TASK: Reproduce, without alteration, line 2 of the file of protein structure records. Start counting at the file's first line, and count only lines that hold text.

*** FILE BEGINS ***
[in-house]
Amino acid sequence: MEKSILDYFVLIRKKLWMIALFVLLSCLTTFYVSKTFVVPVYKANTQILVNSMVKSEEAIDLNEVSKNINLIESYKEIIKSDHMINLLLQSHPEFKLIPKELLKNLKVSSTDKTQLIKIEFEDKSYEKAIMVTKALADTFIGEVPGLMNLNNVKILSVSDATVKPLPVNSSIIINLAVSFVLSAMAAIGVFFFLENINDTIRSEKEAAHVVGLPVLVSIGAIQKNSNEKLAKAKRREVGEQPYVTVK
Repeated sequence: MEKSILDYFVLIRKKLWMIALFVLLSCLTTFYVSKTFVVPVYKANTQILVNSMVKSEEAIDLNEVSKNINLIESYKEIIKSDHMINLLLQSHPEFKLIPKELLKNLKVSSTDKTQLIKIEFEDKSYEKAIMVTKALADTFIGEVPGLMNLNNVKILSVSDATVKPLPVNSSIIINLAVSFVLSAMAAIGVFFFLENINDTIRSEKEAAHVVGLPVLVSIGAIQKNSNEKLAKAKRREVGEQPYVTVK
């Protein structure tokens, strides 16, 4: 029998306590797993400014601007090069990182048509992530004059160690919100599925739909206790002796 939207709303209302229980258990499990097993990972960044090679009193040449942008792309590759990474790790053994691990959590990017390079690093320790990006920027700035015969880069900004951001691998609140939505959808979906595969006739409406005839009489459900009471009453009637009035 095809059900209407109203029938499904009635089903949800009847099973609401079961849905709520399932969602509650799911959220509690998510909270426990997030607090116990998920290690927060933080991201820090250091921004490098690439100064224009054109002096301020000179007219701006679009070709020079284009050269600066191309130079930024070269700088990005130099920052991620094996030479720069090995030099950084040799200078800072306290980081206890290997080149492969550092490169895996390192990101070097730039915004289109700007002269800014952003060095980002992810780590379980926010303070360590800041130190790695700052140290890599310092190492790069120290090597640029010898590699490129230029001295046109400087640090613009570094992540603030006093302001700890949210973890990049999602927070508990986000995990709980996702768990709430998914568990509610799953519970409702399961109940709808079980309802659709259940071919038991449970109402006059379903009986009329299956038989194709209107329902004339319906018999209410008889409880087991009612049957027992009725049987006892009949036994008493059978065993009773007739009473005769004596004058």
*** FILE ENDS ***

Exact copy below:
Amino acid sequence: MEKSILDYFVLIRKKLWMIALFVLLSCLTTFYVSKTFVVPVYKANTQILVNSMVKSEEAIDLNEVSKNINLIESYKEIIKSDHMINLLLQSHPEFKLIPKELLKNLKVSSTDKTQLIKIEFEDKSYEKAIMVTKALADTFIGEVPGLMNLNNVKILSVSDATVKPLPVNSSIIINLAVSFVLSAMAAIGVFFFLENINDTIRSEKEAAHVVGLPVLVSIGAIQKNSNEKLAKAKRREVGEQPYVTVK